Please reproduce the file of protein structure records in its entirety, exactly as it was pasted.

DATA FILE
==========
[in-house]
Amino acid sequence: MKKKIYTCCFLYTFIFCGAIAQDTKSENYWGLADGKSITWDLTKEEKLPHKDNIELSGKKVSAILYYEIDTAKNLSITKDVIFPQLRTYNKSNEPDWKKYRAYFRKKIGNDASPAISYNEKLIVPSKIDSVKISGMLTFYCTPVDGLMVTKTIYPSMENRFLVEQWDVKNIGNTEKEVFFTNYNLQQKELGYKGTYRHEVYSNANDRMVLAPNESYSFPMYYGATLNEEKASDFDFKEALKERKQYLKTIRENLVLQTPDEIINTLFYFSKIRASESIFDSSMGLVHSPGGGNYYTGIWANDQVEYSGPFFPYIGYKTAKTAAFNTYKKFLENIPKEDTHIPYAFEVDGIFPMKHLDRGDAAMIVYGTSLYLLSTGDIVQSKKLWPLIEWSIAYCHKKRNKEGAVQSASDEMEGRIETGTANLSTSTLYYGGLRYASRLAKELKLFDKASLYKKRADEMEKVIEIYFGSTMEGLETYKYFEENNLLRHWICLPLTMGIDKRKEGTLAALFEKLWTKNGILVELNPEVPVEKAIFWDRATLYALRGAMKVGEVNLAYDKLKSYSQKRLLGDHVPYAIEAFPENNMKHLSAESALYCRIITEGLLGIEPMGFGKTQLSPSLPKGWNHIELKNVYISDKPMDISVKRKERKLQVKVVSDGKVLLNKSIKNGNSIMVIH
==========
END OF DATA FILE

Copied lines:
[in-house]
Amino acid sequence: MKKKIYTCCFLYTFIFCGAIAQDTKSENYWGLADGKSITWDLTKEEKLPHKDNIELSGKKVSAILYYEIDTAKNLSITKDVIFPQLRTYNKSNEPDWKKYRAYFRKKIGNDASPAISYNEKLIVPSKIDSVKISGMLTFYCTPVDGLMVTKTIYPSMENRFLVEQWDVKNIGNTEKEVFFTNYNLQQKELGYKGTYRHEVYSNANDRMVLAPNESYSFPMYYGATLNEEKASDFDFKEALKERKQYLKTIRENLVLQTPDEIINTLFYFSKIRASESIFDSSMGLVHSPGGGNYYTGIWANDQVEYSGPFFPYIGYKTAKTAAFNTYKKFLENIPKEDTHIPYAFEVDGIFPMKHLDRGDAAMIVYGTSLYLLSTGDIVQSKKLWPLIEWSIAYCHKKRNKEGAVQSASDEMEGRIETGTANLSTSTLYYGGLRYASRLAKELKLFDKASLYKKRADEMEKVIEIYFGSTMEGLETYKYFEENNLLRHWICLPLTMGIDKRKEGTLAALFEKLWTKNGILVELNPEVPVEKAIFWDRATLYALRGAMKVGEVNLAYDKLKSYSQKRLLGDHVPYAIEAFPENNMKHLSAESALYCRIITEGLLGIEPMGFGKTQLSPSLPKGWNHIELKNVYISDKPMDISVKRKERKLQVKVVSDGKVLLNKSIKNGNSIMVIH